The President of the United States of America takes pleasure in presenting the Silver Star to Sergeant Alfred M. Kalinowski (MCSN: 1179421), United States Marine Corps, for conspicuous gallantry and intrepidity while serving as a Squad Leader of Company D, Second Battalion, Fifth Marines, First Marine Division (Reinforced), in action against enemy aggressor forces in Korea on the night of 26 - 27 March 1953. With his platoon assigned the extremely hazardous mission of reconnoitering and harassing a vital friendly outpost position far forward of the main line of resistance that had been recently overrun by hostile troops, Sergeant Kalinowski repeatedly exposed himself to devastating enemy small arms fire and possible capture in order to harass the enemy, gallantly leading his squad to within fifty yards of the outpost trench line to deliver sniper and grenade fire. When detected by the enemy, he repeatedly withdrew to other positions to continue his harassing tactics which prevented the enemy from preparing a necessary defense of the outpost. Ordered to withdraw to the main line of resistance after eight hours of continuous action in the darkness, he slept for only two hours and again led his squad in a company-sized counterattack on the outpost. Skillfully maneuvering his unit through murderous enemy mortar and artillery fire, he reached a point approximately three hundred meters from the objective, where his squad sustained seventy-five per cent casualties. Although twice blown from his feet by exploding hostile mortar shells while evacuating his wounded comrades, he remained with his men until all had been returned to the forward aid station. Returning to the endangered area, he resumed his voluntary mission of evacuating the wounded until ordered to withdraw. By his indomitable fighting spirit, courageous initiative and aggressiveness, Sergeant Kalinowski contributed in large measure to the recapture of the vital position by friendly forces and upheld the highest traditions of the United States Naval Service. Born: Buffalo, New York. Home Town: Holland, New York.

Kalmus, Stuart R.

Headquarters, Far East Air Forces
General Orders No. 503 - 30 October 1951

The President of the United States of America, authorized by Act of Congress, July 9, 1918, takes pleasure in presenting the Silver Star to First Lieutenant Stuart R. Kalmus, United States Air Force, for gallantry in action as pilot of a B-26 attack bomber over enemy territory in Korea on 26 June 1951. While the aircraft was still two miles from the target, enemy automatic weapons fire scored six direct hits, destroying two feet of the left wing tip, damaging the left engine and electrical system, puncturing both auxiliary fuel tanks, completely destroying the nose section and injuring the navigator. Despite the severe damage to the aircraft and the imminent danger of a fire, Lieutenant Kalmus continued on the bomb run and dropped his butterfly bombs on the airfield at Sariwon with excellent results. Upon leaving the enemy area, the propeller of the damaged engine ran away, necessitating feathering the engine. Because of severe damage, the aircraft was losing altitude from 300 to 500 feet per minute; at 1500 feet. Lieutenant Kalmus maintained that altitude by trimming the right wing low. He decided against bailing out because of the serious condition of the navigator, and proceeded to a friendly airfield. Upon arriving, Lieutenant Kalmus found that he could not contact the tower and circled the field twice on one engine before his request for landing was acknowledged. Despite severe handicaps, Lieutenant Kalmus made a successful crash landing without further injury to his crew. By his heroism and outstanding technical skill, Lieutenant Kalmus brought great credit upon himself, the Far East Air Forces, and the United States Air Force.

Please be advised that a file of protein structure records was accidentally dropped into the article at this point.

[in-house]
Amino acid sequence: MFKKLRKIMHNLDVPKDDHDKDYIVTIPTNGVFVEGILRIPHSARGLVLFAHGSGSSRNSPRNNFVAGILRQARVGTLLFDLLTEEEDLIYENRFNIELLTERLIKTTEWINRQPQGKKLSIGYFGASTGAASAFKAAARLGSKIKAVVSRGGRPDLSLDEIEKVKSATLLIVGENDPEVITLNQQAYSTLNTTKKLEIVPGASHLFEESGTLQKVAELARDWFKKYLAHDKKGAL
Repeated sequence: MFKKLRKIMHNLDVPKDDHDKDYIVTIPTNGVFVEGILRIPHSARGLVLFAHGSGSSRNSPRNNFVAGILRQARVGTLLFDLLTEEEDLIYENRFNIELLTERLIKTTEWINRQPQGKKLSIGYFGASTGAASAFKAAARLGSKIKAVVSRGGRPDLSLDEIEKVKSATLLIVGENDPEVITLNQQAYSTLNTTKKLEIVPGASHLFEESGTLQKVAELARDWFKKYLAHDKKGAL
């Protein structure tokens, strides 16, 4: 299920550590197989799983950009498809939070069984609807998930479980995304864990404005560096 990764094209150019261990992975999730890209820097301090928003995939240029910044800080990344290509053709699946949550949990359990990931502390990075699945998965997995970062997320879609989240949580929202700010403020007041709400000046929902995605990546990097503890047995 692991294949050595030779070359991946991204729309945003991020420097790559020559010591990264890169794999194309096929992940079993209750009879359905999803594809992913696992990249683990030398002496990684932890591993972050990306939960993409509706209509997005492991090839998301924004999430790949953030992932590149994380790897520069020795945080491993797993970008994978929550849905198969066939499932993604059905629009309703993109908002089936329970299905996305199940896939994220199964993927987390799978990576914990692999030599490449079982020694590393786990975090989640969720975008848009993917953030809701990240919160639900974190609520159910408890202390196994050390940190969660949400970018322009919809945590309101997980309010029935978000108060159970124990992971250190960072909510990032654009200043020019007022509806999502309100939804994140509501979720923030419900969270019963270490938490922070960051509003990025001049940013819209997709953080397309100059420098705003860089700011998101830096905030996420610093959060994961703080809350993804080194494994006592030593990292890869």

Kamanski, Charles W.P.

Headquarters, Far East Air Forces
General Orders No. 152 - 10 April 1951

The President of the United States of America, authorized by Act of Congress, July 9, 1918, takes pleasure in presenting the Silver Star to Captain Charles W. P. Kamanski, United States Air Force, for gallantry in action against the enemy on 10 December 1950. As pilot of a B-26 type aircraft on a low level attack mission against targets at Sariwon, Korea, Captain Kamanski displayed an extraordinary degree of determination, skill and courage. On his initial rocket pass, Captain Kamanski was painfully wounded and his aircraft severely damaged. Although completely blinded in the left eye by glass particles and streaming blood from face wounds, Captain Kamanski with the help of his navigator regained control of the aircraft and again attacked his target. He accurately fired his remaining rockets into the target in spite of a large hole in the cockpit windshield which caused a terrific wind blast on his face. Only after totally expending his armament did Captain Kamanski leave the target and fly toward friendly territory. His superior flying ability and bravery enabled him to safely return and land his heavily damaged aircraft at a friendly Air Base. Captain Kamanski's outstanding flying skill and extraordinary gallantry, despite great personal injury, were in keeping with the highest traditions of the military service and reflected great credit upon himself, the Far East Air Forces, and the United States Air Force.